Name:

Gender: Female

Usage: Barbara, of Latin origin, is a very popular first name. It is more often used as a girl (female) name.

People having the name Barbara are in general originating from Austria, Belgium, Canada, France, Germany, Greece, Hungary, Italy, Poland, Slovenia, United Kingdom, United States of America.

  • Foreign
  • Stranger

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The Growth number corresponding to this first name is 7.

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The name Barbara is ranked on the 122nd position of the most used names. It means that this name is very frequently used.

We estimate that there are at least 1975600 persons in the world having this name which is around 0.059% of the population.
The name Barbara has seven characters. It means that it is relatively medium-length, compared to the other names in our database.

The graph below represents the number of people who were given the name Barbara for each year since 1900 in the U.S.A.:

The name day of Barbara is December 4th.

For other names check our Name Day Calendar

Barbara is a female given name used in numerous languages. It is the feminine form of the Greek word barbaros (Greek: βαρβαρος) meaning “foreign”. In Spanish, Portuguese and Italian it means barbarian or barbaric. In Roman Catholic and Greek Orthodox tradition, Saint Barbara was martyred by her father, who was then punished with death by lightning. As such, St. Barbara is a protectress against fire and lightning. Other saints of this name include Barbara Avrillot (Barbe Aurillot, known as Marie of the Incarnation) and Barbara Koob (Marianne Cope).

Today, Barbara remains among the top 100 most popular names for female babies born in Chile, Hungary, Poland and Slovakia. It is among the top 10 names given to baby girls born in both the Czech Republic and Georgia in 2012. The Russian variant Varvara is also returning to popularity in former Soviet republics such as Estonia, where it ranked among the top names for girls in 2012, and in Russia, where it was the ninth most popular name for girls born in 2012 in Moscow. Its popularity in the United States has declined from third place, in the 1930s, to 900th place, in 2012, when it was used for 288 newborn American girls. The Russian form of the name, Varvara, was given to just 16 American girls in 2012.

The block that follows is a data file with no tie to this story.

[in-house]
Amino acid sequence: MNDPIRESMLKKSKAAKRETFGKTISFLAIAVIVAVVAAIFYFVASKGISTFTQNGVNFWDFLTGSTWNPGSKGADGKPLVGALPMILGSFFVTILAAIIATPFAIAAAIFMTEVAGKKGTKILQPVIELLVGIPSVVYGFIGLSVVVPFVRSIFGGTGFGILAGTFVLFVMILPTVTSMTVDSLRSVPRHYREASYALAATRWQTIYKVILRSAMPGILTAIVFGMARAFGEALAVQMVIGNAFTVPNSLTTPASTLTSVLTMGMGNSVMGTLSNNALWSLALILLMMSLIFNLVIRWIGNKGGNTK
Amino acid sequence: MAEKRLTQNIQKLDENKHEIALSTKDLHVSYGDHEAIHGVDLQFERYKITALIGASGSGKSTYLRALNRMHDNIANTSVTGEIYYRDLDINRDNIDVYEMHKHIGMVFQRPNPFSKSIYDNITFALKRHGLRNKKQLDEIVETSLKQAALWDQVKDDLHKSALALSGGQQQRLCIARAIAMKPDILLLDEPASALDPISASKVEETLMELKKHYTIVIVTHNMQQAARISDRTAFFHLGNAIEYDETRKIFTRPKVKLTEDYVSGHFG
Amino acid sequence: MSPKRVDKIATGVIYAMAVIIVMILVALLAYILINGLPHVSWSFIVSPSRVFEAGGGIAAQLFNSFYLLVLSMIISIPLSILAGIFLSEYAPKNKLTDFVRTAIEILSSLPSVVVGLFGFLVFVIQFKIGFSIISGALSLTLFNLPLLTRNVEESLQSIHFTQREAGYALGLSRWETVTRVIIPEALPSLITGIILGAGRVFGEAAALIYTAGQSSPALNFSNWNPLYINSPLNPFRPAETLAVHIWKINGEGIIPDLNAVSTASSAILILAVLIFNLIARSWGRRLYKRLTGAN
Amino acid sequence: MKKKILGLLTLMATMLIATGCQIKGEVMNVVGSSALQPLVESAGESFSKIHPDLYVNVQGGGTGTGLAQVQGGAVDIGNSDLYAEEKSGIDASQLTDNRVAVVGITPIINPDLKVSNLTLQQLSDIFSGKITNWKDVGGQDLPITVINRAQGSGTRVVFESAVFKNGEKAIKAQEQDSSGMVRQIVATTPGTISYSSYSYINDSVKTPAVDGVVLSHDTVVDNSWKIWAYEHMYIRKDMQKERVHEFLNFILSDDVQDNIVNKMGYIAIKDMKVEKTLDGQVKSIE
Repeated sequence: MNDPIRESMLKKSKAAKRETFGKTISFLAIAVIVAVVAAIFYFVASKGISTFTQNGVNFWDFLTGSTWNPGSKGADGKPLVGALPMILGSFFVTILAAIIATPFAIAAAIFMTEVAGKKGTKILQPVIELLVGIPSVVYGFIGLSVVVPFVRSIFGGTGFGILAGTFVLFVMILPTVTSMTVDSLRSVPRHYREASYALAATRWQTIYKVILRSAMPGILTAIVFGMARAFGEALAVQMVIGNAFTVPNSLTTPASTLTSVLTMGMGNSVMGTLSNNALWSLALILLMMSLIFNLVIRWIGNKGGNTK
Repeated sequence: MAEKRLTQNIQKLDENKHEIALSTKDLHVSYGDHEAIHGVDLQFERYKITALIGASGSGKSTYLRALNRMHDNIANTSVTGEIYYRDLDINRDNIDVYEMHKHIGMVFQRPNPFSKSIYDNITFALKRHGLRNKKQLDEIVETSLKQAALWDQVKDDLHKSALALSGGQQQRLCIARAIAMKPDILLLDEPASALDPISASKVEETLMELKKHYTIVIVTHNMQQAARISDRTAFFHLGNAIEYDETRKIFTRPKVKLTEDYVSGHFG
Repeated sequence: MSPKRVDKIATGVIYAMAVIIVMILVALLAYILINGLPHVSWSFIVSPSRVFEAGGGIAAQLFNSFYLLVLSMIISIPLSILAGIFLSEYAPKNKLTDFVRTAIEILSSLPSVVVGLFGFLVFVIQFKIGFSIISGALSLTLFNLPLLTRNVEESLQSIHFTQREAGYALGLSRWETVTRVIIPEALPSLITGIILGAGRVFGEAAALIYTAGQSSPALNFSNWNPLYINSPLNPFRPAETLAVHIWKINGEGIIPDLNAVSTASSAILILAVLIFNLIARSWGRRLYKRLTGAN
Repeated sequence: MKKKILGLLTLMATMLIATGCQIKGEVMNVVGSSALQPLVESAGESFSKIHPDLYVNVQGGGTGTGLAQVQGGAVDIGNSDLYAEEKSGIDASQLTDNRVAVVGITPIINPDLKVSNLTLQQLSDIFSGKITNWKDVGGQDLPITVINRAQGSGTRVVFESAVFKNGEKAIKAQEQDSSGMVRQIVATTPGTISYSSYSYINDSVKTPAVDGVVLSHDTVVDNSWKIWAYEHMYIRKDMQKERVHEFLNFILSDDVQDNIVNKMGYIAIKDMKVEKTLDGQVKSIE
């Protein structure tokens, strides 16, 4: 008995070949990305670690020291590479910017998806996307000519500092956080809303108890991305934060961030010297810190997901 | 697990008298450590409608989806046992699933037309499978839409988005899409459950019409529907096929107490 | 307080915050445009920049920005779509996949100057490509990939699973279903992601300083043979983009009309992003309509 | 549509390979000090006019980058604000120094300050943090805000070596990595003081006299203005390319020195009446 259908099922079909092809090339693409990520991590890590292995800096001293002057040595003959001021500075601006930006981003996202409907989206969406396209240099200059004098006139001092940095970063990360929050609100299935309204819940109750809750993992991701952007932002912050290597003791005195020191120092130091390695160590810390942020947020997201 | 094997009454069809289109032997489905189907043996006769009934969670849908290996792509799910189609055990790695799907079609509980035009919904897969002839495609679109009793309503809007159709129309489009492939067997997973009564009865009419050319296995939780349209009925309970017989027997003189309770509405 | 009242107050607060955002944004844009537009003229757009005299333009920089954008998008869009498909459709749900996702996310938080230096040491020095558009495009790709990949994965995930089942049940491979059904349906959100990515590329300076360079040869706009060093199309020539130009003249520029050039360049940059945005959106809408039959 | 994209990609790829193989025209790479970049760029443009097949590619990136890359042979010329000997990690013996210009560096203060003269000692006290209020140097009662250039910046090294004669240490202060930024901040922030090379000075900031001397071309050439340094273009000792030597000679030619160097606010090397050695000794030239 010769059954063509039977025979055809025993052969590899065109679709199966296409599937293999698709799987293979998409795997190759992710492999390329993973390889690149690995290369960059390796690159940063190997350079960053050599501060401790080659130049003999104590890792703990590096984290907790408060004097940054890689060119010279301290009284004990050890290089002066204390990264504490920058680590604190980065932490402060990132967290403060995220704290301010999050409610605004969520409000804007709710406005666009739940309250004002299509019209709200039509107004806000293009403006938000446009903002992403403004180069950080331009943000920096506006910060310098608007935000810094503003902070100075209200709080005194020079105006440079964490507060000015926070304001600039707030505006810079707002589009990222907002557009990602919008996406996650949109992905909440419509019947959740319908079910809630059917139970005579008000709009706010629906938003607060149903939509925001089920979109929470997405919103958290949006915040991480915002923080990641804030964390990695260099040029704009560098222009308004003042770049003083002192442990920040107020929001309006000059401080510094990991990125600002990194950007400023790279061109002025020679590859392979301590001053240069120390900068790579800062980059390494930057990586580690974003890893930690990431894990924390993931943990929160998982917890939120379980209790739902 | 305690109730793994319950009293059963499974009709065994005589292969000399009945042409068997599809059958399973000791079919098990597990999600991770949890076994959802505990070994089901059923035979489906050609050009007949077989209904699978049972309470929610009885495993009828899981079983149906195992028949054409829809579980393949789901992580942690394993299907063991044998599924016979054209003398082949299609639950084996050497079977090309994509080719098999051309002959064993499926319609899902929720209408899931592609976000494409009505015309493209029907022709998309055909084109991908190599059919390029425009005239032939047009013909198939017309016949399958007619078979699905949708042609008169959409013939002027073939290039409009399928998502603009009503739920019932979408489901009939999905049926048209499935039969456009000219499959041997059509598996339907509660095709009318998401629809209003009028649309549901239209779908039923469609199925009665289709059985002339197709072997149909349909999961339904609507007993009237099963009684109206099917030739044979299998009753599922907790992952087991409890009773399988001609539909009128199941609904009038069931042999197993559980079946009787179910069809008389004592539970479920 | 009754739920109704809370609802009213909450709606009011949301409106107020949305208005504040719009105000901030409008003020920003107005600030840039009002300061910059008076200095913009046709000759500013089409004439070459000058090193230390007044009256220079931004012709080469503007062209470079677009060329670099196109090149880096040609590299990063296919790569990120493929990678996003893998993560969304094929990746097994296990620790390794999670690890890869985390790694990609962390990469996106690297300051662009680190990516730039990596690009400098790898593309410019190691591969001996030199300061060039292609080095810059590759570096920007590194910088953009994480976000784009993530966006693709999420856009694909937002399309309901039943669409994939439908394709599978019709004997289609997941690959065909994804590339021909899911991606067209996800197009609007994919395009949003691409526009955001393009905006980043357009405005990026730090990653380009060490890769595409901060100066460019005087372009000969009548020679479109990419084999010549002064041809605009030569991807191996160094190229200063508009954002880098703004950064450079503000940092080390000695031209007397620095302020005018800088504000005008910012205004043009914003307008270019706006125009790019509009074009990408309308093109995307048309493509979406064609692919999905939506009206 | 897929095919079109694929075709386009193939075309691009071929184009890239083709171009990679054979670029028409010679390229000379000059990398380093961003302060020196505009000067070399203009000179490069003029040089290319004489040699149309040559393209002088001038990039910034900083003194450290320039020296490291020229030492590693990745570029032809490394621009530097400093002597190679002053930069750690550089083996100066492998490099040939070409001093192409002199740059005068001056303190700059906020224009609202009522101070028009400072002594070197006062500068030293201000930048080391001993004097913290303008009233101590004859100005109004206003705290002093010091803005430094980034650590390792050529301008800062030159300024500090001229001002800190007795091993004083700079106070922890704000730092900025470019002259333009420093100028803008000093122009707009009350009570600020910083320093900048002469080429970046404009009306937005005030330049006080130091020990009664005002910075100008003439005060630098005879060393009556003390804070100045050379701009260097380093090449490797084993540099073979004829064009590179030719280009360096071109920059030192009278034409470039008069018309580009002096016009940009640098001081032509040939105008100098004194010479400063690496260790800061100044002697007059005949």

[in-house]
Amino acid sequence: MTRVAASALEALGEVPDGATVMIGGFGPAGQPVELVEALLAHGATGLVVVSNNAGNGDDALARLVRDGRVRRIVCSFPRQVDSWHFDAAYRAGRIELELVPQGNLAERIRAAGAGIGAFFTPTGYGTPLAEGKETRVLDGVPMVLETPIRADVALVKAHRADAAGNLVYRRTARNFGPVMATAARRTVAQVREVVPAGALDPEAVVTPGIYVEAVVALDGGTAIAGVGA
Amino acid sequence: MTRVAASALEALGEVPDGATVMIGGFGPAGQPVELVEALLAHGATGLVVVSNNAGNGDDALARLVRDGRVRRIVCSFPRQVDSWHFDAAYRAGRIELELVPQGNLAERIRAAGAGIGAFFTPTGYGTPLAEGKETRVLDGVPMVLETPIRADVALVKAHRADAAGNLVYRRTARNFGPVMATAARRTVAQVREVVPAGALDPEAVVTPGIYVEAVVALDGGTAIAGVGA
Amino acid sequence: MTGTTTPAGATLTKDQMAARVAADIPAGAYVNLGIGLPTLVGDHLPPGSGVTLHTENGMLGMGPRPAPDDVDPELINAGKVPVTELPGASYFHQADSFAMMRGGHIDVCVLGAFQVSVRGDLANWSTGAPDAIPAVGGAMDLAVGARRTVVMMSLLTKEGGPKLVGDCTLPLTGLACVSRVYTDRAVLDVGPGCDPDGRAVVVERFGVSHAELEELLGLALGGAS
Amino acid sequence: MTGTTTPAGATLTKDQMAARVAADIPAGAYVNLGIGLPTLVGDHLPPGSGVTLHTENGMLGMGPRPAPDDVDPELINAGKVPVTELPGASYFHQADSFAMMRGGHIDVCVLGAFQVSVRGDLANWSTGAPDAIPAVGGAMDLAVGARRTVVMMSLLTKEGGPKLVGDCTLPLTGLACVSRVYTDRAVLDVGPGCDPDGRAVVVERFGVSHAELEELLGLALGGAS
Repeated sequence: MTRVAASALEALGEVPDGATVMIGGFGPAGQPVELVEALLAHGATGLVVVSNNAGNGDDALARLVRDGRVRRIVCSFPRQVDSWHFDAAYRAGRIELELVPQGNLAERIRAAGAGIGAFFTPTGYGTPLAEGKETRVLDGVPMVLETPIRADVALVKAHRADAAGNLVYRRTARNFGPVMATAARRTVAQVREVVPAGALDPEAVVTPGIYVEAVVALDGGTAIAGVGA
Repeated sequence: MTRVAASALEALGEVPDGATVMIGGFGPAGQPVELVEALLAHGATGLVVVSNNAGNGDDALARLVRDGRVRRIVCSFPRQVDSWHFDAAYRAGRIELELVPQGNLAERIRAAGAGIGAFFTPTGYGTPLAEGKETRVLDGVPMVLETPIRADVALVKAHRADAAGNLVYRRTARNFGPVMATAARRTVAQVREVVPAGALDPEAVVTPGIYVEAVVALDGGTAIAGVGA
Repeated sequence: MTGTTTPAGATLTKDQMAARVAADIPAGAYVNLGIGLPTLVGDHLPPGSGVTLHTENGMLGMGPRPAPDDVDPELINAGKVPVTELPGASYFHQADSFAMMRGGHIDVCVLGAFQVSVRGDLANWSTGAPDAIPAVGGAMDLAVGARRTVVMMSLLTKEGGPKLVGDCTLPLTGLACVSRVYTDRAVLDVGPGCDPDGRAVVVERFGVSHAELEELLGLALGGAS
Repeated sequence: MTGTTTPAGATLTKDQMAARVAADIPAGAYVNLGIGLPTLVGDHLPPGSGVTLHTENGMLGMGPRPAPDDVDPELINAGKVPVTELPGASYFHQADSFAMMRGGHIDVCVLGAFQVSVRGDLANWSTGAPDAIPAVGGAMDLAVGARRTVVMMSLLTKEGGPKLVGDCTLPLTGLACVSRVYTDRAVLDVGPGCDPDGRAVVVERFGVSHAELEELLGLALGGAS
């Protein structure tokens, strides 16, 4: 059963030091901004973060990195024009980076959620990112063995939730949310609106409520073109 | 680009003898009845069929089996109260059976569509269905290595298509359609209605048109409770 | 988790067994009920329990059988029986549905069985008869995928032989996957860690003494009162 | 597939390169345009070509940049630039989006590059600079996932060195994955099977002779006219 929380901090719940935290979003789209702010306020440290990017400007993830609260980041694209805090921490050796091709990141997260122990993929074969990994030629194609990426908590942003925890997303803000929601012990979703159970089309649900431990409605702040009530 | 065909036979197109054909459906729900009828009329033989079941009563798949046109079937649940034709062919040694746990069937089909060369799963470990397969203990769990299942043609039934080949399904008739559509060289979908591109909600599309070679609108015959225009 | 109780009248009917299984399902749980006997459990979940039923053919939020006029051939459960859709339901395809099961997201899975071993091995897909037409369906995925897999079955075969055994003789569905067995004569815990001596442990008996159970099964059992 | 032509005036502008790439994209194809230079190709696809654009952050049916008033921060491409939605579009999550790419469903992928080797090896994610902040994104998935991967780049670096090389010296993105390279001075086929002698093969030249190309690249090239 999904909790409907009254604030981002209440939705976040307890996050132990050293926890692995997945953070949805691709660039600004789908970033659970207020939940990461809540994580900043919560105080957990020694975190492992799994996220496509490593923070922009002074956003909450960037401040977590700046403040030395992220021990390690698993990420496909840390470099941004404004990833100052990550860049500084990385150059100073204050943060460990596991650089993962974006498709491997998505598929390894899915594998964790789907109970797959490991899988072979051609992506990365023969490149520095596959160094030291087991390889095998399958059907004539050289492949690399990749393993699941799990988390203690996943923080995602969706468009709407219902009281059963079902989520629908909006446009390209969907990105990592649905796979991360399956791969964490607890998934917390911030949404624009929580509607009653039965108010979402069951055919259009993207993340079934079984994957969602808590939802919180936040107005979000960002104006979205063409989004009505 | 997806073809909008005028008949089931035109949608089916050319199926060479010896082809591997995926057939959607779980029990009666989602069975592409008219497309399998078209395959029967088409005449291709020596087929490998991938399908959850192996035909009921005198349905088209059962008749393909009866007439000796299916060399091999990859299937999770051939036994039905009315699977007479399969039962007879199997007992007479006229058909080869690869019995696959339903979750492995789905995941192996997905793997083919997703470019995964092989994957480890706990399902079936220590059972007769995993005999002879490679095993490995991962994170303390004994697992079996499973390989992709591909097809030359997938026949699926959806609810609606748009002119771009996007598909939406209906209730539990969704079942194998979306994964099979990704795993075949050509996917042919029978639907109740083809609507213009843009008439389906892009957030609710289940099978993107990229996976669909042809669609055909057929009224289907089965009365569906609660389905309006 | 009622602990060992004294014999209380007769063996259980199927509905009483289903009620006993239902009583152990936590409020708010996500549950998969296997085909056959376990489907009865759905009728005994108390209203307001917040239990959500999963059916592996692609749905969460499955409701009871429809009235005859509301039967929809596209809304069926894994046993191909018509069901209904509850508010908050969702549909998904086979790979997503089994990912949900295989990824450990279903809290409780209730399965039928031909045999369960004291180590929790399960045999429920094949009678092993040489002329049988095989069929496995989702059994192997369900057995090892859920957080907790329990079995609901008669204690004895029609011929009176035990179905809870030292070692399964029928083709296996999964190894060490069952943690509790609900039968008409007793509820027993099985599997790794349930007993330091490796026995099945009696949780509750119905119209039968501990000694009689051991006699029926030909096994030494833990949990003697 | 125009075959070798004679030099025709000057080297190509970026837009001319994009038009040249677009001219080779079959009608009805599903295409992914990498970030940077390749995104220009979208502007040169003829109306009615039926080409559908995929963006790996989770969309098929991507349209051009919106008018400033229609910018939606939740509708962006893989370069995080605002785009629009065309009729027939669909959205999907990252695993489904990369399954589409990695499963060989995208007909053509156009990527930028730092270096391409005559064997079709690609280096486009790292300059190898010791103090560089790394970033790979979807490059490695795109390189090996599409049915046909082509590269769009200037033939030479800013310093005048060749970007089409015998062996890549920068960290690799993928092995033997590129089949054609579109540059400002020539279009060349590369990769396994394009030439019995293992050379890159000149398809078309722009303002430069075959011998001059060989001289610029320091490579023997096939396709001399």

In Italy Barbara was particularly popular during the 1970s: it is among the top 10 names given to girls born from 1969 to 1977, rising to 2nd place (behind Maria) in 1971. In the same year it was the most common name for girls born in Rome and in Bologna.


English, German, and Polish: from Latin, meaning ‘foreign woman’ (a feminine form of barbarus foreign, from Greek, referring originally to the unintelligible chatter of foreigners, which sounded to the Greek ear like no more than bar-bar). St Barbara has always been one of the most popular saints in the calendar, although there is some doubt whether she ever existed. According to legend, she was imprisoned in a tower and later murdered by her father, who was then struck down by a bolt of lightning; accordingly, she is the patron of architects, stonemasons, and fortifications, and of firework makers, artillerymen, and gunpowder magazines. The name is now occasionally modishly spelled Barbra, notably in the case of the actress and singer Barbra Streisand (b. 1942).
Cognates: Irish Gaelic: Bairbre. Scottish Gaelic: Barabal. Swedish: Barbro. Czech: Barbora. Russian: Varvara. Hungarian: Borbála.
Short forms: English: Barb (mainly U.S. informal). French: Barbe.
Pet forms: English: Barbie, Babs. Irish Gaelic: Baibín. German: Bärbel. Polish: Basia. Czech: Bára, Bora, Bar(čin)ka, Barun(k)a, Baruška.

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